How many times during an eight-hour shift (maybe their third of fourth such shift of the week) can an employee say, “Hi! Welcome to [their restaurant]! How can I help you?” with the same eagerness and passion at the end of the shift as they had at the beginning? Digital ordering systems never gets bored. Even better, they will eventually have the ability to speak to customers in more than 30 languages, including American Sign Language. It’s whatever language the customer is most comfortable with.

    AI takes the mindless, repetitive tasks from human employees, allowing them to focus more attention on customer interaction at the drive-thru window. With more time to focus on the customer at the window, human employees no longer simultaneously have to take a customer’s order, receive payment for a previous order, make change, ensure an order's accuracy and get it out the window to the customer quickly, which ultimately improves both employee and customer satisfaction.

    Digital customer service representatives can easily adapt to handle multiple drive-thru lanes, ensuring the highest throughput volume possible. Many franchisee master service agreements dictate that if a restaurant has two lanes, those lanes must be kept open during certain hours of the day. This presents issues for the franchisee from a staffing and operational standpoint. AI can handle multiple lanes simultaneously allowing franchisees to meet their obligations and greatly expanding throughput, thus reducing customer wait times. It’s the proverbial win-win situation.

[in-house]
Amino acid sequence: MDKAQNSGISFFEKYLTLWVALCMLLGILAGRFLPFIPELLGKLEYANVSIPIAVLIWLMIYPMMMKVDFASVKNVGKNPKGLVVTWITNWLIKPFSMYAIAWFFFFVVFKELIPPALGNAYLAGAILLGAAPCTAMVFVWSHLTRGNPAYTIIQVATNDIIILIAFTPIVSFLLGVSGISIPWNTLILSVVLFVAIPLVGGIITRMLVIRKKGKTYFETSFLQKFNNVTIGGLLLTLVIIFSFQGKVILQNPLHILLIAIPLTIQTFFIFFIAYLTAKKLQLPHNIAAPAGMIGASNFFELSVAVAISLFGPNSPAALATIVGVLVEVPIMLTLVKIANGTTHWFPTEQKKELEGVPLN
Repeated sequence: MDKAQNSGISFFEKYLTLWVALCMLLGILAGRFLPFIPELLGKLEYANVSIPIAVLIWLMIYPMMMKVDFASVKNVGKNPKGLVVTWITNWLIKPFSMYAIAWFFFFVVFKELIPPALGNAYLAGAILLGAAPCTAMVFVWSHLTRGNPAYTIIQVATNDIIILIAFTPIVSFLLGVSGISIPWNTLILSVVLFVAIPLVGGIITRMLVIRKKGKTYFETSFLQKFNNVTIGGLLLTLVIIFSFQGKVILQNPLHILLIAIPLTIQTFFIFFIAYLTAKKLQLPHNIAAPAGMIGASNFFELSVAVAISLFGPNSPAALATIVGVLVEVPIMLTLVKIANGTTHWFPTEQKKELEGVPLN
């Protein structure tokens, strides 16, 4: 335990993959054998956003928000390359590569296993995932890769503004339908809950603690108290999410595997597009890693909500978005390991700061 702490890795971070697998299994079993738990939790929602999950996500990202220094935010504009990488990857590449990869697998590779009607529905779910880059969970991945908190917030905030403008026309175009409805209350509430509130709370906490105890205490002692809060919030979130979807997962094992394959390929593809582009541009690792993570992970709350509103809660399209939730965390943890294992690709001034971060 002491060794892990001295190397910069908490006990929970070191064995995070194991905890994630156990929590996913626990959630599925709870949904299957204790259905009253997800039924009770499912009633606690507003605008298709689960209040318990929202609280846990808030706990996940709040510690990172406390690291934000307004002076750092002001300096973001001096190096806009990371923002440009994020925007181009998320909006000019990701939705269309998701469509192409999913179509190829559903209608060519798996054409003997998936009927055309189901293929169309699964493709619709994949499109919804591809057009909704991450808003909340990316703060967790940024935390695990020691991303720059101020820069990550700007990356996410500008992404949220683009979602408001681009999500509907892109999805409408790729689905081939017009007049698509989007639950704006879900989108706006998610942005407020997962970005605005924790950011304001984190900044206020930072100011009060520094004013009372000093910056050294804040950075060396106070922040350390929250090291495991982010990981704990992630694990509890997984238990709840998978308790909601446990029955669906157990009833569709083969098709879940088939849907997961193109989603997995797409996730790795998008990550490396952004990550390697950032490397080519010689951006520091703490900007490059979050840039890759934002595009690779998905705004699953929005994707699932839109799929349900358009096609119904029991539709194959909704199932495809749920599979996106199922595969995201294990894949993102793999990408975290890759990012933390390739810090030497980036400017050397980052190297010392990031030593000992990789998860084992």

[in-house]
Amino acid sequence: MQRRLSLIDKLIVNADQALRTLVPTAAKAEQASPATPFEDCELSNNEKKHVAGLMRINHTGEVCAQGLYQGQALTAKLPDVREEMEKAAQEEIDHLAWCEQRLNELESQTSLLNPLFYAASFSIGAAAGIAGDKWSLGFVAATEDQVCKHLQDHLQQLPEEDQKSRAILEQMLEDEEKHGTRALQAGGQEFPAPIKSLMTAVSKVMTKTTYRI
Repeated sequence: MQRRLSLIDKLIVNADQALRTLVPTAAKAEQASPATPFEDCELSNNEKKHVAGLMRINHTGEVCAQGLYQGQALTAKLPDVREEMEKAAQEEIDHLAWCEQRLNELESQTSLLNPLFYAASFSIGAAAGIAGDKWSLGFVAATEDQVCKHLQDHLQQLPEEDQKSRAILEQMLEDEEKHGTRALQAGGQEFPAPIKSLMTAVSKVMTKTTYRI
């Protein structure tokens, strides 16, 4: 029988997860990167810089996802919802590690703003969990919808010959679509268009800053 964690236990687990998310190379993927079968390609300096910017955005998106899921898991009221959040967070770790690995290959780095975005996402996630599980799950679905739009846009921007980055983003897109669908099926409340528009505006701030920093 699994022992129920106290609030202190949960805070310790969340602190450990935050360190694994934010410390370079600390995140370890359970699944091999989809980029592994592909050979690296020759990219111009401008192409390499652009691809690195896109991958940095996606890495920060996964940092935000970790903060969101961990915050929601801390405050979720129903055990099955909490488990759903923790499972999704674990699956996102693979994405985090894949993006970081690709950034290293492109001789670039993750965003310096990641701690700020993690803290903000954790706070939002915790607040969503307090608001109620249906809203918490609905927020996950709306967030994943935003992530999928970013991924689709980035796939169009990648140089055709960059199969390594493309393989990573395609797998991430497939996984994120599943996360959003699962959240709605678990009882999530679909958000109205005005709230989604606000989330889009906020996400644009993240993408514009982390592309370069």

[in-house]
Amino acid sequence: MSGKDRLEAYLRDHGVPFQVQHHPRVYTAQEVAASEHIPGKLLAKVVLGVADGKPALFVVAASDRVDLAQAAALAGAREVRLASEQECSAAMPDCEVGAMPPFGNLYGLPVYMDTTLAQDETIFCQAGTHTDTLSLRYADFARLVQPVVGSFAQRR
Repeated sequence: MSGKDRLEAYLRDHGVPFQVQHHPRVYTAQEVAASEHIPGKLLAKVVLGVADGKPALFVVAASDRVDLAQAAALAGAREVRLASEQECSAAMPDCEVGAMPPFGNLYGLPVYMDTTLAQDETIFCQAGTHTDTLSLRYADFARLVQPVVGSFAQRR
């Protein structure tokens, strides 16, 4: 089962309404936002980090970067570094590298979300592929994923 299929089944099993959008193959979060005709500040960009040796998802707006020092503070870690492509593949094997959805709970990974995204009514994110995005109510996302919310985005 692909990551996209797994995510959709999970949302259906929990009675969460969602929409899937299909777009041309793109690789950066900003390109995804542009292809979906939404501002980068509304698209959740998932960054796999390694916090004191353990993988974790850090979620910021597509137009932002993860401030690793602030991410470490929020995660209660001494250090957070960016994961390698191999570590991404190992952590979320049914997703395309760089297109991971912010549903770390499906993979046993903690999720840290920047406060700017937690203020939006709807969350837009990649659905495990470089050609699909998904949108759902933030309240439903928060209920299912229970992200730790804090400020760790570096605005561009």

Power of Data

    Best of all, data is powerful, and AI allows restaurateurs to leverage unprecedented insights and predictions. Imagine being able to tweak an upsell message based on the weather or profile of the customer. Digital customer service employees can answer questions about specific menu items, nutritional information and even make detailed recommendations based on ambiguous requests such as, “what do you have that’s spicy or less than 500 calories?”

    From taking orders to increasing throughput and improving employee and customer lives, digital customer service representatives simplify work for restaurant owners at every level of the enterprise. Restaurant employees have a wide range of tasks to tackle, and AI can take the pressure off taking orders on a daily basis. While you aren’t likely to place an order with the Terminator or HAL on your next visit to McDonald’s or Taco Bell, artificial intelligence technologies are increasingly being employed to improve the fast-food experience for customers and employees alike.

    Rob Carpenter is the founder and CEO of Valyant AI, a Colorado-based artificial intelligence company focused on customer service in the quick-serve restaurant industry. Carpenter is a passionate technologist and serial entrepreneur driven to bring new and exciting products to market. Rob has an MBA with a specialization in Enterprise Technology Management, has spent two years on the board of a VC fund and was named one of the top 25 young professionals in Colorado and received the Colorado Trailblazer award.